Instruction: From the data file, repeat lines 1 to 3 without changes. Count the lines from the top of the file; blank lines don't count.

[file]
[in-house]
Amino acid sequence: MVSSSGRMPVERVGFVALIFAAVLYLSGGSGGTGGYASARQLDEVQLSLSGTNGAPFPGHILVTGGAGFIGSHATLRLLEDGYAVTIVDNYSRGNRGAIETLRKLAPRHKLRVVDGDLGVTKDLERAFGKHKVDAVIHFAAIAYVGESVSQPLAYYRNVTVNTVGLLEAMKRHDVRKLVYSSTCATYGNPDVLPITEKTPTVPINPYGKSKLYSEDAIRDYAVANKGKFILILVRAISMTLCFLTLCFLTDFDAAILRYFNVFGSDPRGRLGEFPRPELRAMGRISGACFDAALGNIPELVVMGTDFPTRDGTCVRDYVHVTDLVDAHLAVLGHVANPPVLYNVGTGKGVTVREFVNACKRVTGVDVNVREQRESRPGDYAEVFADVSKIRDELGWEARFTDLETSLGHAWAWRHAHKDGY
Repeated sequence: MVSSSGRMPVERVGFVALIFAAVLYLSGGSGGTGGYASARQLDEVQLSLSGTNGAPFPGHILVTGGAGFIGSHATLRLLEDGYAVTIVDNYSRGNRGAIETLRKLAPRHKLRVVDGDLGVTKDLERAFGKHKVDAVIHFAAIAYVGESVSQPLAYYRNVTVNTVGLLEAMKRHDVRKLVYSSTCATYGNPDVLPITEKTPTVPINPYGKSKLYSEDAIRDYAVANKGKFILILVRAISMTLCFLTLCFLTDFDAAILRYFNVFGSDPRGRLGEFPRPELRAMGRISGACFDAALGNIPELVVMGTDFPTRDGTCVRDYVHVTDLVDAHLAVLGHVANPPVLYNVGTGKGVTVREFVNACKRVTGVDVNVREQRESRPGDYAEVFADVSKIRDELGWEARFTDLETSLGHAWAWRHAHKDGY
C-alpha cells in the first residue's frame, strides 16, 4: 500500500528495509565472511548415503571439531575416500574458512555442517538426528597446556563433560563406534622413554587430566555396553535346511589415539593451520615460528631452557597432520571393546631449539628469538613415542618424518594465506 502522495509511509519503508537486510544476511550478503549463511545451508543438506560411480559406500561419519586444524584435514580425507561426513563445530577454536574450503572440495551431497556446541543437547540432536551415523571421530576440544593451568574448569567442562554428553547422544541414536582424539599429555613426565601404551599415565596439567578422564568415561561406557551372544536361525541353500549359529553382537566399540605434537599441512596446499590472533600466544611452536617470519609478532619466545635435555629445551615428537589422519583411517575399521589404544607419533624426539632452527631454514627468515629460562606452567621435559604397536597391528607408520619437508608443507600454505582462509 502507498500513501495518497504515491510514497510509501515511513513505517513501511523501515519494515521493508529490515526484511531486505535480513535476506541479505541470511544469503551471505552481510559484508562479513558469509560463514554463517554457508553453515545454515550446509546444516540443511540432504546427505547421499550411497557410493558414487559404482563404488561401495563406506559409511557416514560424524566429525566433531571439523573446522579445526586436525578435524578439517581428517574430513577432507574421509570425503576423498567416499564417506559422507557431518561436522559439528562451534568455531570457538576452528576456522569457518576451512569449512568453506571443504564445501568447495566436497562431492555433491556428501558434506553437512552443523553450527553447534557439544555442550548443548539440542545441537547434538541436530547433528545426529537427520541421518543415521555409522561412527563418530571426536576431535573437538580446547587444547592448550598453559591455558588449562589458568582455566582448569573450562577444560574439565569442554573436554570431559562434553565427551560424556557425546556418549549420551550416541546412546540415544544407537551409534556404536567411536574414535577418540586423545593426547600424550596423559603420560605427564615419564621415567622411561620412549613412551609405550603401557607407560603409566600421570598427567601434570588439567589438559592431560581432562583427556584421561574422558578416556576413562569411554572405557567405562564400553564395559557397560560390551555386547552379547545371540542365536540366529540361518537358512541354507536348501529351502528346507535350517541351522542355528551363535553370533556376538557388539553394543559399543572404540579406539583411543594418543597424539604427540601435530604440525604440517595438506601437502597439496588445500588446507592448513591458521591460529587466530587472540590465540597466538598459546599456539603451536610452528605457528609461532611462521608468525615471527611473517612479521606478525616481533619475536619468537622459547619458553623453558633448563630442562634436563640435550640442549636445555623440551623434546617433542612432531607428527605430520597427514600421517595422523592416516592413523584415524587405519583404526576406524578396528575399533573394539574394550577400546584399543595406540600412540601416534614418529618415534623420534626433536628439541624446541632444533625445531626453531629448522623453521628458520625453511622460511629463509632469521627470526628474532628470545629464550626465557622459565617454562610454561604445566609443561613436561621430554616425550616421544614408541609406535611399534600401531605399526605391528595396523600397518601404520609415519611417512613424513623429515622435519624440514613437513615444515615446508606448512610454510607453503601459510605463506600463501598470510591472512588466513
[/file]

[in-house]
Amino acid sequence: MVSSSGRMPVERVGFVALIFAAVLYLSGGSGGTGGYASARQLDEVQLSLSGTNGAPFPGHILVTGGAGFIGSHATLRLLEDGYAVTIVDNYSRGNRGAIETLRKLAPRHKLRVVDGDLGVTKDLERAFGKHKVDAVIHFAAIAYVGESVSQPLAYYRNVTVNTVGLLEAMKRHDVRKLVYSSTCATYGNPDVLPITEKTPTVPINPYGKSKLYSEDAIRDYAVANKGKFILILVRAISMTLCFLTLCFLTDFDAAILRYFNVFGSDPRGRLGEFPRPELRAMGRISGACFDAALGNIPELVVMGTDFPTRDGTCVRDYVHVTDLVDAHLAVLGHVANPPVLYNVGTGKGVTVREFVNACKRVTGVDVNVREQRESRPGDYAEVFADVSKIRDELGWEARFTDLETSLGHAWAWRHAHKDGY
Repeated sequence: MVSSSGRMPVERVGFVALIFAAVLYLSGGSGGTGGYASARQLDEVQLSLSGTNGAPFPGHILVTGGAGFIGSHATLRLLEDGYAVTIVDNYSRGNRGAIETLRKLAPRHKLRVVDGDLGVTKDLERAFGKHKVDAVIHFAAIAYVGESVSQPLAYYRNVTVNTVGLLEAMKRHDVRKLVYSSTCATYGNPDVLPITEKTPTVPINPYGKSKLYSEDAIRDYAVANKGKFILILVRAISMTLCFLTLCFLTDFDAAILRYFNVFGSDPRGRLGEFPRPELRAMGRISGACFDAALGNIPELVVMGTDFPTRDGTCVRDYVHVTDLVDAHLAVLGHVANPPVLYNVGTGKGVTVREFVNACKRVTGVDVNVREQRESRPGDYAEVFADVSKIRDELGWEARFTDLETSLGHAWAWRHAHKDGY